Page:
February 29, 2012,
– Filed under:
Management & Workplace Culture
Theseus was always in search of his next adventure, choosing to travel overland to meet his father in Athens so he could clear the road of its notorious monsters and villains (such as Procrustes, who business book readers may recognize from Nassim Nicholas Taleb's Bed of Procrustes) rather than taking the safer sea route suggested by his grandfather. And when he learned that Athens was sending seven young men and seven women in war tribute each year to be devoured by the Minotaur—the half-bull, half man pet monster of the cruel King Minos of Crete—he decided he would be one of the fourteen to go, that he would try to rid the world of yet another monster.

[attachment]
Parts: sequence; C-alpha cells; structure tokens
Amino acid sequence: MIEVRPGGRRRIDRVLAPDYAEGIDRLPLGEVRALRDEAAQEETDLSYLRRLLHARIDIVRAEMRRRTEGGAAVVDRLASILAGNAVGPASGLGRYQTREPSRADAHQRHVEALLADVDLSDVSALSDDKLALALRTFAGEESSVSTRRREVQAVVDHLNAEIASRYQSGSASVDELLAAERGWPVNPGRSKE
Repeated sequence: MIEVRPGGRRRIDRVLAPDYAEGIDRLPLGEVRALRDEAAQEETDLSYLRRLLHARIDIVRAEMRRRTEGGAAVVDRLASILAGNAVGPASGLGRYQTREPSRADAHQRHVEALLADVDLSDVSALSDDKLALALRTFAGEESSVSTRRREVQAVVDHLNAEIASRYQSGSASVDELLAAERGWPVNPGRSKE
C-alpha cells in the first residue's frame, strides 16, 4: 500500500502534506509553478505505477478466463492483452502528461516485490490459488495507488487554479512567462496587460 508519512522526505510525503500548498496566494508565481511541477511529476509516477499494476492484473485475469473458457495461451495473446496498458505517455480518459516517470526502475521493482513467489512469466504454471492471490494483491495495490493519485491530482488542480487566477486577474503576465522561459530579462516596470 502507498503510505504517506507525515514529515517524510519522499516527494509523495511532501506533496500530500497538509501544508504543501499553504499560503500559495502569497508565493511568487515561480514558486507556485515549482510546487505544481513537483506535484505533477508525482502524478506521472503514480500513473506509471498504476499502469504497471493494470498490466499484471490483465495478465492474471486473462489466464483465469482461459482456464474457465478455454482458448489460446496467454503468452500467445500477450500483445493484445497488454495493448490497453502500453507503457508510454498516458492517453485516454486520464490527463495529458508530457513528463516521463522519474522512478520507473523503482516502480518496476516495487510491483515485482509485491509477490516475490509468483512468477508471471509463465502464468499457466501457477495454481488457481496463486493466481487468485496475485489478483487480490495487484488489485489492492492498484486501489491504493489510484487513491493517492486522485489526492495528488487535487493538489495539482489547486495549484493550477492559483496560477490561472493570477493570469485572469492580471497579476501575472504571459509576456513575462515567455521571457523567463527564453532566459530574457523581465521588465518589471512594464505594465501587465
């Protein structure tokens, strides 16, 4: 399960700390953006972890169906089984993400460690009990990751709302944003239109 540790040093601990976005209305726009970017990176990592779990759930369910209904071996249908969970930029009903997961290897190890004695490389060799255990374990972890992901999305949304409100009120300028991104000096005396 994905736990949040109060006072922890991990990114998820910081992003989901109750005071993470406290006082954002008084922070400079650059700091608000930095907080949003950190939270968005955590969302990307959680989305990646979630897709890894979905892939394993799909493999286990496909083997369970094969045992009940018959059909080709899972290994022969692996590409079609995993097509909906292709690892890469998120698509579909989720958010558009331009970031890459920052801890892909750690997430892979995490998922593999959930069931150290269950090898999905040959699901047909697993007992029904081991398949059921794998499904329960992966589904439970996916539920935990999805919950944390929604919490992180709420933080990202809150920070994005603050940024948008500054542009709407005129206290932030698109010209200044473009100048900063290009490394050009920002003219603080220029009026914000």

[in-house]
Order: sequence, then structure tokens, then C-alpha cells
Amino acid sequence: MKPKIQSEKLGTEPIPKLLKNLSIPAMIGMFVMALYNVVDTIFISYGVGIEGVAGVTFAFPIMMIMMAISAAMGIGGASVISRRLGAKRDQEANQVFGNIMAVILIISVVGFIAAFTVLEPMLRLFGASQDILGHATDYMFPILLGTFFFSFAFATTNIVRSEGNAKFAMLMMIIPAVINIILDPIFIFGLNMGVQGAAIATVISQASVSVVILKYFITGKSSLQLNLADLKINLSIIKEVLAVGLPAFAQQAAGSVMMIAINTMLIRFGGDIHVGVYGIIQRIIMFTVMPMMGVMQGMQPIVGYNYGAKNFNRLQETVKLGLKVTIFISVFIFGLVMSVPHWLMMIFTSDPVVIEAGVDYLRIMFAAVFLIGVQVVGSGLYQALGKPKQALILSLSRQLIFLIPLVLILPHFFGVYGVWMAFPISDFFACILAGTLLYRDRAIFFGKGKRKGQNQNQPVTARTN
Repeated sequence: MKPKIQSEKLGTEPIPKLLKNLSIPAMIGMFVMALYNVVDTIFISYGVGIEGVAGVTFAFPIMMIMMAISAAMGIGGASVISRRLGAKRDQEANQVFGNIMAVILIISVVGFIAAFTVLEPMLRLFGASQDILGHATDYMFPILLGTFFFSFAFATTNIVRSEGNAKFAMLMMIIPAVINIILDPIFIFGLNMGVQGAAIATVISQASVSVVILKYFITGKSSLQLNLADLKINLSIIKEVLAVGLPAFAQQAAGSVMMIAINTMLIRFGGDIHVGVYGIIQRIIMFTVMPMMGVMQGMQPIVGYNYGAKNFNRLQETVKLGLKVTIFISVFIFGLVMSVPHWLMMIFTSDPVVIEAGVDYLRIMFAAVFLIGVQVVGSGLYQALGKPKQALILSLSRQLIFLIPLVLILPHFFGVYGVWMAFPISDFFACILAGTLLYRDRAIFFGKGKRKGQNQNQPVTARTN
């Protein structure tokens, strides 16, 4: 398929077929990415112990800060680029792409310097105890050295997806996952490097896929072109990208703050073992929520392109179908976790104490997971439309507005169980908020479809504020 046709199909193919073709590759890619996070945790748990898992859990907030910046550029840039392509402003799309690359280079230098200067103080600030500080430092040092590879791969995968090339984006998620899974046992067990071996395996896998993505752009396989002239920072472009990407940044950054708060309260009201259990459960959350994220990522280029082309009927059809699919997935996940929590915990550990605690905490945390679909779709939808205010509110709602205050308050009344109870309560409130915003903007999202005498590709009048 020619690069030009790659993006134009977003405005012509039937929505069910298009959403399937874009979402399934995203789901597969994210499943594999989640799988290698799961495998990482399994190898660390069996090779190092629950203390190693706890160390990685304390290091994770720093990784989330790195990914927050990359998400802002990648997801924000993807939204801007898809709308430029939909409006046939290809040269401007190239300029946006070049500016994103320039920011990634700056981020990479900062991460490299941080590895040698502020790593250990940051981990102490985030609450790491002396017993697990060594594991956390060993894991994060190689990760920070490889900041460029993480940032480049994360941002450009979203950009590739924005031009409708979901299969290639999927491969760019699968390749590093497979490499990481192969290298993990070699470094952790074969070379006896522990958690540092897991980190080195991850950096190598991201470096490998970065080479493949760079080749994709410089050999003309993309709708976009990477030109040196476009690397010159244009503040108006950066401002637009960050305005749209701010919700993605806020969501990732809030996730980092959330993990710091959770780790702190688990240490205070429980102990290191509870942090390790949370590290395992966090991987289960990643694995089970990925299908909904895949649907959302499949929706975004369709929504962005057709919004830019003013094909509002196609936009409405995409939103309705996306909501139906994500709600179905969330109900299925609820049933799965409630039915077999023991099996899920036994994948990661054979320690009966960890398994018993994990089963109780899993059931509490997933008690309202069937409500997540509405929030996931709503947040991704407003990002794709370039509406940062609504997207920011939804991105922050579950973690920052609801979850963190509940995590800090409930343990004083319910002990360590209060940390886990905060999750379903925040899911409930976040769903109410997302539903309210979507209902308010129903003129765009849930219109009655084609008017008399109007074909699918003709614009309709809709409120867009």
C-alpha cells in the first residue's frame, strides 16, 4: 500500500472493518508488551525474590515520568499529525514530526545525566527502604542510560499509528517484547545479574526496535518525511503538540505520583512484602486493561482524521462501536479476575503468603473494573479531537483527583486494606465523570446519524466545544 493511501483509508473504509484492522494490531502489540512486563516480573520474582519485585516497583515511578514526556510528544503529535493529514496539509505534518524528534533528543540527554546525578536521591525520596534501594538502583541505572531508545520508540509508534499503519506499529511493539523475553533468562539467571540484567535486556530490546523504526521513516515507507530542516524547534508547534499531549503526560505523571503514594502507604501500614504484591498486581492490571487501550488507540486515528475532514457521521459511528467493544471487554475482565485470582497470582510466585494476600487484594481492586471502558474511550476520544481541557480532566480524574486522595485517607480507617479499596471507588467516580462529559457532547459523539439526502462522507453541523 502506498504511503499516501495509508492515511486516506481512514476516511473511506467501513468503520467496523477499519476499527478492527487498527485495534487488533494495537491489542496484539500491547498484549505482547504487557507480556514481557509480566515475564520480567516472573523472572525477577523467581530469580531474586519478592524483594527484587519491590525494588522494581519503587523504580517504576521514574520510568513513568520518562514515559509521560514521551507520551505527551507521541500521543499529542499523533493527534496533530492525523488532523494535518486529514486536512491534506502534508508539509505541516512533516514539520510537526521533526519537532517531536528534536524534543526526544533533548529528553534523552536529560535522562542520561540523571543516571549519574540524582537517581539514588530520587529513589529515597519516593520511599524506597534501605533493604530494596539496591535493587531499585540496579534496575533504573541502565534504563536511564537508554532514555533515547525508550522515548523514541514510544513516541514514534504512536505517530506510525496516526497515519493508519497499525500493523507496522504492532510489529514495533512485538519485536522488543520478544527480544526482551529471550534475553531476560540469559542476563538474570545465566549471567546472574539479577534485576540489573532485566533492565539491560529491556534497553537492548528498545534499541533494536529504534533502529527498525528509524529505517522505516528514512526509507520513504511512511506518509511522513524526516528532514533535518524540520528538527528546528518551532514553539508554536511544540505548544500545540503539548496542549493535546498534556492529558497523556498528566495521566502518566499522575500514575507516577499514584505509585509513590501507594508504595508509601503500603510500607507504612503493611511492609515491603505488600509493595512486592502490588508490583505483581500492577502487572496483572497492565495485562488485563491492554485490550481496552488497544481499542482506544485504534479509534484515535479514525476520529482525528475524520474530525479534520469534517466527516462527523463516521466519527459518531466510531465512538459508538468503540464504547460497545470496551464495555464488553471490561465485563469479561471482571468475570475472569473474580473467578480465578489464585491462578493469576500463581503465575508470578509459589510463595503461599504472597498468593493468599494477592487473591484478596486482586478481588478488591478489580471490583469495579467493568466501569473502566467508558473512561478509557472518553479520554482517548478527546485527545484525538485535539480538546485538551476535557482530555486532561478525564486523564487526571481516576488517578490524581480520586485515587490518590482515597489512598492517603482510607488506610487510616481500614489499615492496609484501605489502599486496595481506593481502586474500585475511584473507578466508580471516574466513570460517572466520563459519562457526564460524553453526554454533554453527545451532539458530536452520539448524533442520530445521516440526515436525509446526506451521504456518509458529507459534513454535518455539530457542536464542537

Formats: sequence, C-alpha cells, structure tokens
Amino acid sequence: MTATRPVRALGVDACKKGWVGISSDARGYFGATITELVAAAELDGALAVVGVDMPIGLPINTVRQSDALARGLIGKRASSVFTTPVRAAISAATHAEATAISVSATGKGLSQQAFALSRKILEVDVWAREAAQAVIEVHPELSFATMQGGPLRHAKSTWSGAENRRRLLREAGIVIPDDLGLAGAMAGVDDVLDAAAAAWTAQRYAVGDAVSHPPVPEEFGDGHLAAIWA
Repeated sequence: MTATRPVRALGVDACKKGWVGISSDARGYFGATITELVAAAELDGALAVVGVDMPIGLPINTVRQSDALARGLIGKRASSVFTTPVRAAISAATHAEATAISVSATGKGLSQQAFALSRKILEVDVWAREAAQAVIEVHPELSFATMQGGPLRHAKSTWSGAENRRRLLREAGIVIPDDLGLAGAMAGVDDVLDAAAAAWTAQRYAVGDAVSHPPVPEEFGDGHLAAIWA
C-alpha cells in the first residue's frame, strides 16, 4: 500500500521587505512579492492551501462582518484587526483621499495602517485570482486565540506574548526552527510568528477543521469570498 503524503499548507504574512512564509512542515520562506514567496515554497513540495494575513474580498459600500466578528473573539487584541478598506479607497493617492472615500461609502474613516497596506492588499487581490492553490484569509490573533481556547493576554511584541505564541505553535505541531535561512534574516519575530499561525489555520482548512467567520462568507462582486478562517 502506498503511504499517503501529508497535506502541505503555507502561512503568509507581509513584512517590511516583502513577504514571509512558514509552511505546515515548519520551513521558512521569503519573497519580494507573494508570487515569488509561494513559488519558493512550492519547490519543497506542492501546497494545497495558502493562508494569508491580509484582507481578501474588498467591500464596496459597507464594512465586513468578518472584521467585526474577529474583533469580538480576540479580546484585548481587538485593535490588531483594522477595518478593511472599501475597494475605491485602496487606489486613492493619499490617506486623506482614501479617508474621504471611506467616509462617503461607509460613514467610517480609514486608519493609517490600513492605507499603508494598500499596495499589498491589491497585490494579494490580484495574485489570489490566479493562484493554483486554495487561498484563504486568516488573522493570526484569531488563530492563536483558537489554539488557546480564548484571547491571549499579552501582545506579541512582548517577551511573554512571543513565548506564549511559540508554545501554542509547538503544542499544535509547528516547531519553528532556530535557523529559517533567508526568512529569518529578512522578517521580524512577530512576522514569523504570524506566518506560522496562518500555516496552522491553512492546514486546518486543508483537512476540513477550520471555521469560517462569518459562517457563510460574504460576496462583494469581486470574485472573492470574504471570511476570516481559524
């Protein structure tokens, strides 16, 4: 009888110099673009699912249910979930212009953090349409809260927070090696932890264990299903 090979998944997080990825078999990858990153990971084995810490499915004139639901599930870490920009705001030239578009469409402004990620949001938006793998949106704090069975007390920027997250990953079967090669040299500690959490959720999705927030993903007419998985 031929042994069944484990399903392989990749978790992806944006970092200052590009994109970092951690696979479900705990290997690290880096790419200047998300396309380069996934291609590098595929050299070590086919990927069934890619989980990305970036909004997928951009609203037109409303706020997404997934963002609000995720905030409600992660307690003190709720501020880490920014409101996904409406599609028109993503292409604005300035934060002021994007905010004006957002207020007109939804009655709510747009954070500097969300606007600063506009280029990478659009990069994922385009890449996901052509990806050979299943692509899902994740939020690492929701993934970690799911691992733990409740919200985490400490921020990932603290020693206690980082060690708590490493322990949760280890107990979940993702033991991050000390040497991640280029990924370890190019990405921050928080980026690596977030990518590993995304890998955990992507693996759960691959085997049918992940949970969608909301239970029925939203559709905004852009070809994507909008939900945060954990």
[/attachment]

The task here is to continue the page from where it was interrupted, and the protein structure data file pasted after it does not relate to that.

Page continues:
Winifred Gallagher's recently released New: Understanding Our Need for Novelty and Change, explains the tendencies each of us has (or lacks) for novelty and new experiences—or neophilia—and what those tendencies mean for each of us and our collective future.